Which camera will do the job? Some thoughts on the Fujifilm X30.
After a brief affair with using work DSLRs again for, well, work, I wholeheartedly returned to just using my X-cameras and XF lenses. Phew, that feels better! So, I’m much happier in my work photography using my X-T1 and X-E2 exclusively. However, this has had an effect on my personal photography. I’m hardly picking up a camera to shoot for myself anymore, as the cameras live at work and I have to remember to bring one home, with the appropriate lens, in order to do any personal photography. Yeah, I know, poor me.
My whining not withstanding, I have been missing having a carry-around camera with me all of the time. Before I sold my X100S, it was my take-it-with-me-everywhere-I-go camera. Considering how much I shoot on the street, the X100S was the perfect camera to take with me. Everywhere. Needs must, I sold the X100S. I have used the X-E2 for most of my personal shooting since then, but most of the time, it stays at work. So, I started to think about what I should do to fill this self-made gap.
After testing the X-T10, I considered it as a replacement for the X100S. Of course, the X100T is also an obvious choice as a replacement. But, prior to spending any money on a third camera body, I thought that I would give the Fujifilm X30 a serious and long look. Before you ask, here is the spec page over at the Fujifilm.ca site.
What do I want to shoot?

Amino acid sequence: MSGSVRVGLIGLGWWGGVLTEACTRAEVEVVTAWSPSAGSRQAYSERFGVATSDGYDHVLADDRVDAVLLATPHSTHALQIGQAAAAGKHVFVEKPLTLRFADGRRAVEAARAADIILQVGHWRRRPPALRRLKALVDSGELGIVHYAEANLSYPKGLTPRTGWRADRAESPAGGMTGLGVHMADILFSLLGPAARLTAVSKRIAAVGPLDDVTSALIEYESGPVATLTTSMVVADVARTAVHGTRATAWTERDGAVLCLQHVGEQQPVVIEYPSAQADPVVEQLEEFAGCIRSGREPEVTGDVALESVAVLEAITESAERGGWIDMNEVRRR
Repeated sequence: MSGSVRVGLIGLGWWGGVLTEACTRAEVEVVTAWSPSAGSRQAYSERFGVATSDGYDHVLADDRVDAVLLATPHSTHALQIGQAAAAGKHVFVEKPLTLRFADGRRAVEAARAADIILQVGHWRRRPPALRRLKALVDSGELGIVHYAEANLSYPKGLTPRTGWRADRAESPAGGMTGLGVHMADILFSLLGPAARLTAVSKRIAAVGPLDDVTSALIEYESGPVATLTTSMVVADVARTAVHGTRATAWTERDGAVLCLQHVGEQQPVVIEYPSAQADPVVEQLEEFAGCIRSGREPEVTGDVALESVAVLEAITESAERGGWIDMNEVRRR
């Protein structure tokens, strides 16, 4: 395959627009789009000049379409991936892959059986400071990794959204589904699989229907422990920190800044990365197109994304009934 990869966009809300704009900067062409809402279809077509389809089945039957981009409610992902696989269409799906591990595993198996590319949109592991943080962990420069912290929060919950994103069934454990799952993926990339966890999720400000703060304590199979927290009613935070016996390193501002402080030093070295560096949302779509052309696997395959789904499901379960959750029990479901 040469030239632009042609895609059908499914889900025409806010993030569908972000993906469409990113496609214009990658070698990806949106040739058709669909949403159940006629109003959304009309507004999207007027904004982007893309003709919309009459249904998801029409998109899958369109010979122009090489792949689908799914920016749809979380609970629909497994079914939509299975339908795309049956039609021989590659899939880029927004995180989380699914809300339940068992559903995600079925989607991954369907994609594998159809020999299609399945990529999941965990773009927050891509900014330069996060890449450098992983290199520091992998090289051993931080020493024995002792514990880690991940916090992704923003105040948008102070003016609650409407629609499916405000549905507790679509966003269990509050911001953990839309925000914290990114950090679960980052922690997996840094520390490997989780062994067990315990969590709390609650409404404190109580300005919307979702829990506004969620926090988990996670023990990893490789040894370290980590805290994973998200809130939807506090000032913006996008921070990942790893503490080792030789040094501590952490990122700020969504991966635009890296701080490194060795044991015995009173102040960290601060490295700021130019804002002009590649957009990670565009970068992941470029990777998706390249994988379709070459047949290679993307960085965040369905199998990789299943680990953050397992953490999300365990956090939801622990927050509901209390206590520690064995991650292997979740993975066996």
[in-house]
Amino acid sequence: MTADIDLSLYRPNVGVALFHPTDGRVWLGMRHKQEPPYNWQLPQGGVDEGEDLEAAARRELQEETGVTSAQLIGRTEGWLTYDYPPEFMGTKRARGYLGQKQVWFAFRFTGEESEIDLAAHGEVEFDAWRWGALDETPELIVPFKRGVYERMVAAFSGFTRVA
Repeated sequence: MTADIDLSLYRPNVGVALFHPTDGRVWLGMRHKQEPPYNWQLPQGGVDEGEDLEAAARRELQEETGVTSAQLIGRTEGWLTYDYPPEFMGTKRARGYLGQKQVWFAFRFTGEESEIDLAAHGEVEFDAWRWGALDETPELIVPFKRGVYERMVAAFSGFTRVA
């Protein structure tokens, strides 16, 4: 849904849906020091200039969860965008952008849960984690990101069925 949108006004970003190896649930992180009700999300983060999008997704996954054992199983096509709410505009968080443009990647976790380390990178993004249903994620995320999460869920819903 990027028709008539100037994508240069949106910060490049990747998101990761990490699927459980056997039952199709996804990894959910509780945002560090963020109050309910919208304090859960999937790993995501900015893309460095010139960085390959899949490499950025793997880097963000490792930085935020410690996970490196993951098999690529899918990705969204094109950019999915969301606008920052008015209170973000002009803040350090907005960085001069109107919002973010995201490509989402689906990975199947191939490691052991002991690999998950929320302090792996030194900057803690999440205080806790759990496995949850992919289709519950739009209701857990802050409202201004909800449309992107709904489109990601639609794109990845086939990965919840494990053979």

- Street photography?
- Double exposures?
- Long exposures?
- Low light situations?
The answer to all of them is “yes.” Does one camera have to do all of these things well in order for me to consider it? It turns out the answer is “no!”
Hard to beat, on the street
The X30 is compact, quiet (actually silent, if you want that) and a dream for street photography. Given the smaller sensor size, f/4.0 to f/5.6 aperture will give you lots and lots of depth of field for scale focusing. Since the lens’ widest angle of view is 28mm (full-frame equivalent), the X30 is ideal for street photography. That is where it stays, most of the time, when I’m shooting on the street. However, the focal length can be extended to 110mm, when the need arises. Pretty versatile.
Because one can shoot wider open with the smaller sensor, you don’t have to go above ISO 800 in most daylight situations. You won’t often want to go above ISO 800 with this size sensor, as it gets pretty noisy, pretty fast. Noise generated between ISO 400 and 800 isn’t bad and reminds me of film grain. The articulated LCD screen can be angled so that you can look down at the camera to take shots, instead of raising the X30 to your eye. In the bright, high-contrast situations that I favour, this doesn’t work well because the screen is difficult to see. The articulated screen is much handier for other types of photography, in my opinion, and nice to have. For shooting on the street, I prefer to scale focus and I only occasionally bring the camera to my eye to shoot.
The X30’s EVF is fantastic. Like the rest of the X-cameras, it can preview exposure in real-time. Not only is this great for any type of ambient light photography it is also great for tweaking the film simulation modes.
A lot has been written about the great out-of-camera JPEGs produces by the X-trans sensors found on the Fujifilm X-series cameras. The X30 also produces fantastic JPEGs. I rely upon them for nearly all of my shooting and I usually set it to BW with the yellow filter for shooting on the street. I also tweak the noise reduction, sharpness, highlights and shadows to produce files to my liking. With exposure preview turned on, you can quickly set up the particular look you want by making these adjustments in the Q menu.
If I shoot in colour, then I choose Classic Chrome. For portraits, I use Pro Neg Standard, which produces less saturated colours and more neutral tones. No matter which film simulation mode you select, you can customize them to your liking.
Exposure on top of exposure